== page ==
Enterprising Women Spring 2021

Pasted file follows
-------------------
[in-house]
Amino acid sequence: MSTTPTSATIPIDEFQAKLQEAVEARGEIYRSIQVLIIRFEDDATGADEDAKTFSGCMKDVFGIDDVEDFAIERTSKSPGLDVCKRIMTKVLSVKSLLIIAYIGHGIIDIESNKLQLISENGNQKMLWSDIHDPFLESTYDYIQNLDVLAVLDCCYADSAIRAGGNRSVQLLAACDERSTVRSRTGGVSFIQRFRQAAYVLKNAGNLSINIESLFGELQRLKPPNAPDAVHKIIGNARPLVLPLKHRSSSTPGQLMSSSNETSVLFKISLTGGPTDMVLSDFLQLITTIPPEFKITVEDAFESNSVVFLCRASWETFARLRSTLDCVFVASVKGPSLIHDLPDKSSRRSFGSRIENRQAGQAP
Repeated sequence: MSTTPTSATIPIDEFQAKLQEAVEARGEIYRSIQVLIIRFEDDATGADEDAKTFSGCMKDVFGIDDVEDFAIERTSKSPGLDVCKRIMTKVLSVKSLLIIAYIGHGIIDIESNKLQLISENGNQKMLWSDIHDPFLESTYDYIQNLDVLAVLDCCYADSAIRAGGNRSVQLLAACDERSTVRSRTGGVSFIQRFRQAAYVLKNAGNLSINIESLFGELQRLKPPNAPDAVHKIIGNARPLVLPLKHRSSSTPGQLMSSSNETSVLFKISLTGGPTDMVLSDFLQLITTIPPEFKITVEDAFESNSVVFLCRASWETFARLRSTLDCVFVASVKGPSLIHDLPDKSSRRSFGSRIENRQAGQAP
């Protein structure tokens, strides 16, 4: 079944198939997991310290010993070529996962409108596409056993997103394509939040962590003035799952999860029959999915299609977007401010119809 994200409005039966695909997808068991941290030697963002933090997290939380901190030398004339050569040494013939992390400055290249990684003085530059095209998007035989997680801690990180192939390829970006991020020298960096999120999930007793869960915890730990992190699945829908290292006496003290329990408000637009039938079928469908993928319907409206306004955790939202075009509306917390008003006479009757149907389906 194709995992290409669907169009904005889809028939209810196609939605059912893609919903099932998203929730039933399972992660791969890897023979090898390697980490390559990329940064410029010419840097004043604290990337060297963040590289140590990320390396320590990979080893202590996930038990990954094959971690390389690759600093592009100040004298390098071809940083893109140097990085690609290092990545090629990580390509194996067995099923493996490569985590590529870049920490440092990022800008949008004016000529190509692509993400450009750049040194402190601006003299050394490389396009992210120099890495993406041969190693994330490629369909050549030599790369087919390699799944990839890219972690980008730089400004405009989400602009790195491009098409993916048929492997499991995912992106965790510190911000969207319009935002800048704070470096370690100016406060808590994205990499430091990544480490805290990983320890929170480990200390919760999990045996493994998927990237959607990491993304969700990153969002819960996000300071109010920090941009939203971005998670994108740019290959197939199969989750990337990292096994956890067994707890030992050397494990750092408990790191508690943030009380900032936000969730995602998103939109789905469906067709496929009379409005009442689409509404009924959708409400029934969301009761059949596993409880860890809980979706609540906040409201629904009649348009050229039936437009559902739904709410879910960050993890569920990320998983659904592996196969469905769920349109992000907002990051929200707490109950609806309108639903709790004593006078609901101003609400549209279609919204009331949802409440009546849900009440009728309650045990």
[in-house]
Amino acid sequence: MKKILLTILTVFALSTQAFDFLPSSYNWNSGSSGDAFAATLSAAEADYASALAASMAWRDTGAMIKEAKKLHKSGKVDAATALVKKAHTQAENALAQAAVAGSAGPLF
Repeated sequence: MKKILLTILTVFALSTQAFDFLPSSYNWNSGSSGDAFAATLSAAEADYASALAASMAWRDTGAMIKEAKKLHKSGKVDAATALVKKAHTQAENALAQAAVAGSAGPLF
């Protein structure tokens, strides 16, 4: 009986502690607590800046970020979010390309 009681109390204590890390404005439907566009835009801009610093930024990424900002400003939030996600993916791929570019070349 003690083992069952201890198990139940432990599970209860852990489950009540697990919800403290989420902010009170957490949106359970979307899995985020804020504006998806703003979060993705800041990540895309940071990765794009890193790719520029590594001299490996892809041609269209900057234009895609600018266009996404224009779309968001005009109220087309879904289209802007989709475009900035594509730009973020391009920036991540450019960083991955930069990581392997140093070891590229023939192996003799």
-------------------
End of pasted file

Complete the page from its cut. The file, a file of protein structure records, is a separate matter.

SPEAK OUT by Kris Martinez Dismantling a Stacked Deck A ccording to a report by the National Women’s Law Center, women lost 140,000 jobs in December of 2020, which underlines the disastrous economic impact that the coronavirus continues to have on working women and their families. The pandemic has affected everyone and created more hardship than usual for our country’s most vulnerable populations. Black and Latina women experienced unemployment levels that were higher than women’s overall unemployment rate, even as systemic health and social inequities put people of color at increased risk from Covid-19. Additionally, women have been forced to cut back on hours or leave the workplace in droves due to the ongoing closure of schools and daycare centers. And for lower income women who work outside the home or single mothers who alone bear the burden of childcare, the situation is dire. Exacerbating a Situation Already Out of Balance Stepping back or down from work to attend to family needs may sound like a personal choice, but when the gender wage gap makes women’s income feel more disposable than a man’s (or a higher- earning partner’s), it’s often the obvious choice. For many dual-career families, it’s simply easier to opt for the path of least resistance: the traditional norm of a career-focused man and a family-focused woman. This is especially true if the man (or partner) is older, has a head start in his career, and earns a higher salary. It can be difficult to break the cycle: the man has more opportunities to earn more, and it’s harder for women to catch up. Women’s work – and women – just isn’t as valued as men’s. I loathe saying this because for crying out loud, it’s 2021, and aren’t we just over this by now? Haven’t women fought hard enough and long enough for equal rights and equal pay? We’ve Got a Long Way to Go, Baby When I was expecting my first child in 2002, I kept the news of my pregnancy hidden from my employer, a husband and wife team, until I was well after twenty weeks along. Part of me was just extremely private, but I was also keenly aware of how I would be viewed differently once they heard the news. Though I loved my job and the business owners, I knew the focus would immediately shift from what I was capable of professionally to how my new role as a mother would affect my work. As a small business, they’d never had to manage a maternity leave before and the concept of where an employee should pump milk was met with, “I dunno – how about you use the bathroom?” They said they didn’t really need to address such issues and figured they probably wouldn’t have anyone else who would ever be in my “situation.” After the birth of my second child in 2004, I left that job to start my own business. When talking with my own clients, I was hell bent on never mentioning that I had children. If clients knew I was a mother, they instantly stopped seeing me as a professional and only saw a mommy. And in the business world, this can be the death knell for women. Some clients felt they were justified in paying me less and worse – respecting me less. The lack of respect for women’s work doesn’t just come from clients or empathy- lacking employers. At a swim meet a few summers ago, my husband and I were in conversation with a group of parents who were new to the neighborhood. One man introduced himself and his soft-spoken Eshma / Shutterstock.com 66 enterprising Women